An Augusta woman who won backing from a state human rights panel for her claims of disability discrimination against Molina Healthcare is now suing her former employer in federal court.

Angela S. Johnson, 60, is seeking back wages and other damages as well as an order forcing Molina Information Systems LLC to provide civil rights training for human resources workers and supervisors on provisions around disability employment discrimination.

Johnson, through attorneys Carol Garvan and Valerie Wicks, filed the lawsuit Wednesday last week in U.S. District Court in Bangor.

The lawsuit accuses Molina Healthcare of “disability discrimination, denial of reasonable accommodations, retaliation and intentional and willful interference of employee’s rights and retaliation for requesting medical leave” as well as “failure to provide personnel file and written statement of reasons for termination.”

The federal lawsuit follows failed conciliation between Johnson and Molina Healthcare, one of two subsidiaries of Molina Information Systems LLC, which has its headquarters in Long Beach, California.

Laura Murray, who handles media relations for Molina Healthcare, said via email that it’s company policy “not to comment on pending litigation so we’re unable to provide any additional information.”

Johnson initially took her claims of unlawful employment discrimination to the Maine Human Rights Commission. In August 2017, that panel voted 4-0 to find reasonable grounds to believe she was subject to both illegal disability discrimination and retaliation when she was fired after she requested an accommodation for an illness.

The panel did not support Johnson’s claim that she was denied a reasonable accommodation.

Johnson was fired on Oct. 10, 2014, from her job in on the Augusta office of Molina.

At that time, Molina Healthcare provided Medicaid services under a contract with the state, and Garvan said Johnson “was overseeing many people in terms of helping with the operation of that Medicaid contract.”

Johnson had asked her employer to take intermittent leave under the Family Medical Leave Act when she suffered a recurrence of symptoms of Meniere’s disease Oct. 4, 2014. The disease has symptoms of vertigo, hearing loss and ringing in the ear. Her healthcare provider also filled out “FMLA certification paperwork (which) restricted Ms. Johnson to ‘work from home until current flare resolved,'” according to the complaint in federal court.

That paperwork was submitted Oct. 7, 2014.

“They immediately asked her for FMLA certificate paperwork, then separately for (Americans with Disabilities Act) paperwork to support a reasonable accommodation,” Garvan said by phone on Friday. “They asked her to provide that paperwork within three weeks, but the day after they fired her by phone.”

The work-from-home accommodation was denied.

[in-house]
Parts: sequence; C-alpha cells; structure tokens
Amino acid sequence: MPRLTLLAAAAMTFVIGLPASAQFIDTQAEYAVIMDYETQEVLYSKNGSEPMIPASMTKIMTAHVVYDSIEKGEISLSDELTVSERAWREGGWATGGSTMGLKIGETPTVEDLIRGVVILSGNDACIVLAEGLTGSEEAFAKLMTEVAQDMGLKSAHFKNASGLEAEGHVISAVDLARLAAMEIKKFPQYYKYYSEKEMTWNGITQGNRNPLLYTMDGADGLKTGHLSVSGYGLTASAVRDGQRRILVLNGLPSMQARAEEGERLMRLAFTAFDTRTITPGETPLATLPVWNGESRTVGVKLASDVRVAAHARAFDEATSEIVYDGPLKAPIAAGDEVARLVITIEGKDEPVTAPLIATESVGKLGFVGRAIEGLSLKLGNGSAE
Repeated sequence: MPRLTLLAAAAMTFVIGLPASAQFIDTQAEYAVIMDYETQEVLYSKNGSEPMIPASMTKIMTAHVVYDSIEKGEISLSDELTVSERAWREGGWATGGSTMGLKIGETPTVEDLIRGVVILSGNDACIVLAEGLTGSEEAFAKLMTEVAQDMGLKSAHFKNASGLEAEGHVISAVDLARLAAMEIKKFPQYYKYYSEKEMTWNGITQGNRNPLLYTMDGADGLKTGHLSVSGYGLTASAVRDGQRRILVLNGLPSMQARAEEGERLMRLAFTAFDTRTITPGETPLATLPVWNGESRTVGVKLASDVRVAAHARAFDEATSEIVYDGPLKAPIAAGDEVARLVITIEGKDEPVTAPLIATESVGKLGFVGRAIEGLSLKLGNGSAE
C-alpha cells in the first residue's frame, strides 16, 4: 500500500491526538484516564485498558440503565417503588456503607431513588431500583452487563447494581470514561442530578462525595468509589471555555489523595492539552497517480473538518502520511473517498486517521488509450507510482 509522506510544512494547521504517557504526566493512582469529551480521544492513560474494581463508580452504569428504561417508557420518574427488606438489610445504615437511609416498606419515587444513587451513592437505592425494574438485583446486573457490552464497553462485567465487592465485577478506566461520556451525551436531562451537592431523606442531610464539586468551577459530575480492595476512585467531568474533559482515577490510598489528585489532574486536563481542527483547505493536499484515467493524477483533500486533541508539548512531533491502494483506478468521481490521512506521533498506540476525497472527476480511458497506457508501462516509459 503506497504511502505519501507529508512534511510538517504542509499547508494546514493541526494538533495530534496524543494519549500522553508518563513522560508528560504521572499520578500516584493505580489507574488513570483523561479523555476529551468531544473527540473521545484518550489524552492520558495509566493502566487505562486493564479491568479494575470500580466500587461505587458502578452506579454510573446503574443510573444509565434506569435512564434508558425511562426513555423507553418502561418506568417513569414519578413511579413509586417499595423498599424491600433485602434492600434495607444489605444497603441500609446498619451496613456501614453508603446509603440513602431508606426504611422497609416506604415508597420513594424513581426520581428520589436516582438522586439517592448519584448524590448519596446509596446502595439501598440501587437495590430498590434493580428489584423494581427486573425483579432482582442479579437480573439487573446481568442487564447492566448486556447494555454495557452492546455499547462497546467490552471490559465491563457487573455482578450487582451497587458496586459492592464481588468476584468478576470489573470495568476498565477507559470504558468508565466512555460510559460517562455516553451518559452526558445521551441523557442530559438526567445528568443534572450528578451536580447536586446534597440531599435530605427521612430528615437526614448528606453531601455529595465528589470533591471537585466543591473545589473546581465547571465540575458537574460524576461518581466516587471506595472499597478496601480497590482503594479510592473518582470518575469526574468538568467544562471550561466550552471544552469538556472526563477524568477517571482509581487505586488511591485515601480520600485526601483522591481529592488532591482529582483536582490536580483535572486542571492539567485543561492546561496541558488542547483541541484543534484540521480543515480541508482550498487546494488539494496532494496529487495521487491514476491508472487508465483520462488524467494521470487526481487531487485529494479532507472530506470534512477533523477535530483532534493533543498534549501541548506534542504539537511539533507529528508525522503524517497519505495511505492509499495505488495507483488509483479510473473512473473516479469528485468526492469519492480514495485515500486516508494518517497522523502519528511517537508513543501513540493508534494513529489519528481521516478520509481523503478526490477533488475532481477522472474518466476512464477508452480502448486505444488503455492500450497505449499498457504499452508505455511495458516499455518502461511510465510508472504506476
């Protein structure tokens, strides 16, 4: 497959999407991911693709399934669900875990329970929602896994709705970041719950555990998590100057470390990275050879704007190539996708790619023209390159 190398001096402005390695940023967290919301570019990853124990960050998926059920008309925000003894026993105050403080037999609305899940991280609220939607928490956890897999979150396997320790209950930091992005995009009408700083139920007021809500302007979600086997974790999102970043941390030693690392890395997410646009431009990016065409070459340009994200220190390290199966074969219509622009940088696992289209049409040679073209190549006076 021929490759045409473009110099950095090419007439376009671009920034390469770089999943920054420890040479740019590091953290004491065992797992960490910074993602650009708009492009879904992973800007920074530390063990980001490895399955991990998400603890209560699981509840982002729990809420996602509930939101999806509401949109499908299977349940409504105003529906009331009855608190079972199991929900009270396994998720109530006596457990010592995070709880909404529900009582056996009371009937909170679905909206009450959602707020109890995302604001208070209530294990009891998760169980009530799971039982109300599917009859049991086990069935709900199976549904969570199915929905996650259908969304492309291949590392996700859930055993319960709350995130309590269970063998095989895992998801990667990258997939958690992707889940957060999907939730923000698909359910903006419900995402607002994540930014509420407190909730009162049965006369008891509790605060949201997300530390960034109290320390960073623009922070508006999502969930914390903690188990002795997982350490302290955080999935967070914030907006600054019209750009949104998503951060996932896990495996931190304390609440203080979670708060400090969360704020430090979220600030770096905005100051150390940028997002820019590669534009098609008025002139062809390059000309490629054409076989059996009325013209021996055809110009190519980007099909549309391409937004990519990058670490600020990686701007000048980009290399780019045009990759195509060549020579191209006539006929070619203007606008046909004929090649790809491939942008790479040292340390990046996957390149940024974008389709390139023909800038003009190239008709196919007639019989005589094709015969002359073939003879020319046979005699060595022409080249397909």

Johnson had worked for Molina Healthcare in Augusta for four years, most recently as manager of operations, and prior to that for the predecessor firm, Unisys Corp., for eight years.

According to report by a Maine Human Rights Commission investigator Angela Tizon, Molina provided emails from early September 2014 that recommended terminating Johnson’s employment with the company.

Tizon had recommended the commission find no reasonable grounds that Johnson was a victim of discrimination.

However, Tizon wrote in a footnote, “It is worth noting that the outcome of this case hinges on the timing of the discharge decision. Although this case presented a very close call on that point, the investigator did not find that (Johnson) had at least an even chance of prevailing on her argument that (Molina’s) evidence on this point was false.”

Garvan said that after Johnson was terminated from Molina, she found contract work and now is employed permanently in New Hampshire, commuting there from her Augusta home.

“After her sudden firing by Molina just days after the flare-up of her Meniere’s disease, it has taken years for Ms. Johnson to start putting her life back together,” Garvin said via email on Monday. “We are hopeful that Ms. Johnson will be able to obtain some measure of justice, and perhaps even more importantly, ensure that all Molina employees, including those with disabilities, will be treated fairly in the future.

Garvan also said the flare-up of Meniere’s disease was brief. “She was able to recover very quickly,” Garvan said.

No one appeared at the Maine Human Rights Commission hearing on behalf of Molina Healthcare. However, Garvan said she had been in contact with an attorney at Molina’s headquarters.

The firm has not been served with formal notice of the lawsuit, but Garvan said she anticipated having Molina served in the next 90 days.

The case has been assigned to U.S. District Court Judge John A. Woodcock Jr. and referred to Magistrate Judge John C. Nivison.

Betty Adams — 621-5631

[email protected]

Twitter: @betadams

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